Communication service providers might take from pragmatics the importance of conveying not just sentences, but also circumstances of communication. State information in presence indicators might do this. Background noise captured in a mobile phone conversation might do this. A show-and-tell communication device, rather than a camera phone, might do this.
Pragmatics also shows the dominance of interpretation in thinking about communication. The philosopher Paul Grice, a seminal figure in pragmatics, modeled communication as a rational activity conveying meaning based on a cooperative principle and conversational maxims. Examples of Grice’s conversational maxims are “Do not make your contribution more informative than is required” and “Do not say that for which you lack adequate evidence.” Have you seen any violations of these maxims in blogs lately?
Relevance Theory is a more recent development in pragmatics. According to this theory:
the very act of communicating raises precise and predictable expectations of relevance, which are enough on their own to guide the hearer towards the speaker’s meaning.
Relevance Theory argues that the gap between sentence meaning and speaker meaning is larger than Grice supposed. It also includes explicit recognition that bodily processing effort affects choices in communication.
The scholarly field of pragmatics seems to offer nothing in communication outside of meaning, nothing about the production of presence. Developing the pragmatics of presence is up to communications service providers.
With honor to A.E. Housman and the scholarly field of pragmatics, here’s the Galbi Think! Poem-of-the-Month:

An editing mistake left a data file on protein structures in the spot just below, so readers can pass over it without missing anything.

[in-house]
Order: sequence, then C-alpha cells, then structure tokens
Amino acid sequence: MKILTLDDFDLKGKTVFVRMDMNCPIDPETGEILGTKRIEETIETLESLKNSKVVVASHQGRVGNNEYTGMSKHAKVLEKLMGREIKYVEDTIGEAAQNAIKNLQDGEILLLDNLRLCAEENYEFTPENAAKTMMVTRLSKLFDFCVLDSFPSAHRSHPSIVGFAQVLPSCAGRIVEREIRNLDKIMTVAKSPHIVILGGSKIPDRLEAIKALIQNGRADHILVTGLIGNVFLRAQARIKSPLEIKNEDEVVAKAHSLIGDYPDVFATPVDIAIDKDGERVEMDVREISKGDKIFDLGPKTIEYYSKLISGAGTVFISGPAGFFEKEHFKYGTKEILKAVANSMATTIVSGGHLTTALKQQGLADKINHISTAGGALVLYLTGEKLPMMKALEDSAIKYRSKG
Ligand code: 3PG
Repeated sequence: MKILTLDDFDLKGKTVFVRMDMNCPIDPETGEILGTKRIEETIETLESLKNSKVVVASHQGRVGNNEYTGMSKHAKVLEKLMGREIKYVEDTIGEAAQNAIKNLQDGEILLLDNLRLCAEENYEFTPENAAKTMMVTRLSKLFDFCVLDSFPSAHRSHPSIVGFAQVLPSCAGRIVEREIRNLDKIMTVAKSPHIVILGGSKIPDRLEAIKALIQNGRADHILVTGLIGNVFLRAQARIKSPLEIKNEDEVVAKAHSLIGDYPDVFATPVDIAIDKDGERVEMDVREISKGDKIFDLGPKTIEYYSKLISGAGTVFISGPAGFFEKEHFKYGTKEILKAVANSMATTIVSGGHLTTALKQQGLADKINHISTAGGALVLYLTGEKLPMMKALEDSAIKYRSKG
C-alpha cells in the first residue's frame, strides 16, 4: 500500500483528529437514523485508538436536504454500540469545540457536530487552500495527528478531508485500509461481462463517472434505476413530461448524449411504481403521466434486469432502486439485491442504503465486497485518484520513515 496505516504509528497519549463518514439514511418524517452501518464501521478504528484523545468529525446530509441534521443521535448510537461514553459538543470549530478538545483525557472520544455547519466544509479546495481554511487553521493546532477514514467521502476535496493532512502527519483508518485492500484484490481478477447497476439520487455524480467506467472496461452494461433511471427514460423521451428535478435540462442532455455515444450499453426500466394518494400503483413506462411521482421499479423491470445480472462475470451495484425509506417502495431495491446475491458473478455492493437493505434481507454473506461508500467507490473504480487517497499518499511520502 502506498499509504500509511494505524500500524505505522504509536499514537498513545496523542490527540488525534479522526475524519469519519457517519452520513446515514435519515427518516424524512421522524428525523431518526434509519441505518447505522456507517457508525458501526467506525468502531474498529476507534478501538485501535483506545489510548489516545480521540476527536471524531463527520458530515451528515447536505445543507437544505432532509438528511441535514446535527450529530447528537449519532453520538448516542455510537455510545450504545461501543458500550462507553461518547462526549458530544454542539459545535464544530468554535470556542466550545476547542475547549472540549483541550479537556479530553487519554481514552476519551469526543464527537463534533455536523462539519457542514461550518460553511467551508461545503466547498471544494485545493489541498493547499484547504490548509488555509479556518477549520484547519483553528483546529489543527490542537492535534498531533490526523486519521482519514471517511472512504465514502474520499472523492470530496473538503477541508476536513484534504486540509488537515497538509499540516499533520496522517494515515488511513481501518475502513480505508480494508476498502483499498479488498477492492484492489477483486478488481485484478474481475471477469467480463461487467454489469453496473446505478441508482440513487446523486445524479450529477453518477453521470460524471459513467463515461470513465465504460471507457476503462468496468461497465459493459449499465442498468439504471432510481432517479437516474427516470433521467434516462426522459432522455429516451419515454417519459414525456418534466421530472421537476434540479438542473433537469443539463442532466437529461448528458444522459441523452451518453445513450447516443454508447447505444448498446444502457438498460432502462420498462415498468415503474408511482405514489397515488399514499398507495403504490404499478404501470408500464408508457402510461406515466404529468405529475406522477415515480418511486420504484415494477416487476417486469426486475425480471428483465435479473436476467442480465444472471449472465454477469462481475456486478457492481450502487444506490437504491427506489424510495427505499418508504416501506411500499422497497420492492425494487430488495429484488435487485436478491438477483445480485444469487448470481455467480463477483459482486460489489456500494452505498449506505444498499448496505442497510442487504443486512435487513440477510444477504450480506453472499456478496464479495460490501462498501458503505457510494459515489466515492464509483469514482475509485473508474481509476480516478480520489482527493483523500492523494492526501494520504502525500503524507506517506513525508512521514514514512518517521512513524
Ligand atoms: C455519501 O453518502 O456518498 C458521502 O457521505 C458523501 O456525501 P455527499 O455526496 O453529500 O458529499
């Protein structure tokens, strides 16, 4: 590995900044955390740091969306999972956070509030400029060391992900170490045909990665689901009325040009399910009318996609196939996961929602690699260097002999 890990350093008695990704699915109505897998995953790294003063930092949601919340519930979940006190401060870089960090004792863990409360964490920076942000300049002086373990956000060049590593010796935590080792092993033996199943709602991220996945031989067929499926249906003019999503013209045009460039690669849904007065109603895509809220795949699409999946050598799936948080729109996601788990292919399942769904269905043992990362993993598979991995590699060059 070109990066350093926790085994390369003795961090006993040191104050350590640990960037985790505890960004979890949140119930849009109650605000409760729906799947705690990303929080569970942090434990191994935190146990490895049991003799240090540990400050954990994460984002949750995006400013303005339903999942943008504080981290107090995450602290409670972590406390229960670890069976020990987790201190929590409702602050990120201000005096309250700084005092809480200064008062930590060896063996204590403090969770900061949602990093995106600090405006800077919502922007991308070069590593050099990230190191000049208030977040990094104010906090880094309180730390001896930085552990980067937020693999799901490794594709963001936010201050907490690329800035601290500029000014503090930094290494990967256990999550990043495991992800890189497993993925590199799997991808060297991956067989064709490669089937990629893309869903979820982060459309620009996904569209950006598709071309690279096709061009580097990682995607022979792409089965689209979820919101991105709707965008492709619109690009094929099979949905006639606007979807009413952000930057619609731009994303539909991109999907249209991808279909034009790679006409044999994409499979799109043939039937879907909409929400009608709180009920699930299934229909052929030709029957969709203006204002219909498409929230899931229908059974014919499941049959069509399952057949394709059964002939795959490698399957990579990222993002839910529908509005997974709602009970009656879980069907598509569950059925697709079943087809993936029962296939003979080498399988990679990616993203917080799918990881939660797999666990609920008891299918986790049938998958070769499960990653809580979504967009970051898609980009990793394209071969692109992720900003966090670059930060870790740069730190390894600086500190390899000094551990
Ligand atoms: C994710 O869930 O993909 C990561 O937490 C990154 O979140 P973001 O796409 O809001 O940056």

Oh, many a peer of England brews
Livelier liquor than the Muse,
And malt does more than Milton can
To justify God’s ways to man.
Ale, man, ale’s the stuff to drink
For fellows whom it hurts to think
The idea that you are your brain has fascinated intellectuals at least since Descartes. Francis Crick, a co-discoverer of the molecular structure of DNA and a Nobel Laureate, described the “astonishing hypothesis”:
The Astonishing Hypothesis is that “You,” your joys and your sorrows, your memories and your ambitions, your sense of personal identity and free will, are in fact no more than the behavior of a vast assembly of nerve cells and their associated molecules. As Lewis Carroll’s Alice might have phrased: “You’re nothing but a pack of neurons.”
That’s obviously true. The whole of you by weight is mainly water, but you also include some hot air. You might leak out some tainted water, and subsequently be slightly lighter and happier. But lose your brain, and you’re dead.
Neurons evocatively named “mirron neurons” have generated considerable excitement recently in neuroscience. Mirror neurons have the same pattern of discharge when an animal sees an action performed, and when the animal performs the action. V.S. Ramachandran, a leading neuroscientist and an important contributor to the controversial field of neuroesthetics, has declared that “mirror neurons will do for psychology what DNA did for biology.”
The film The Matrix popularized the idea of a person as a “brain in a vat”. William Gibson’s novel Neuromancer popularized the idea of “jacking in” — connecting one’s brain directly to an alternative reality. I’ve argued that these ideas obscures much of how a living body makes sense in interacting with things of the world, especially other persons. In a recent essay, Ramachandran seems to take a “brain in a vat” and “jacking in” quite seriously.
Well, at least for awhile. Towards the end of his essay, Ramachandran emphasizes relations between persons:
We are all merely many reflections in a hall of mirrors of a single cosmic reality (Brahman or “paramatman”). If you find all this too much to swallow just consider the that as you grow older and memories start to fade you may have less in common with, and be less “informationally coupled”, to your own youthful self, the chap you once were, than with someone who is now your close personal friend.
So much for simulating a person with a brain in a vat. We’re all in this vat together. Either simulate us all, or forget about it.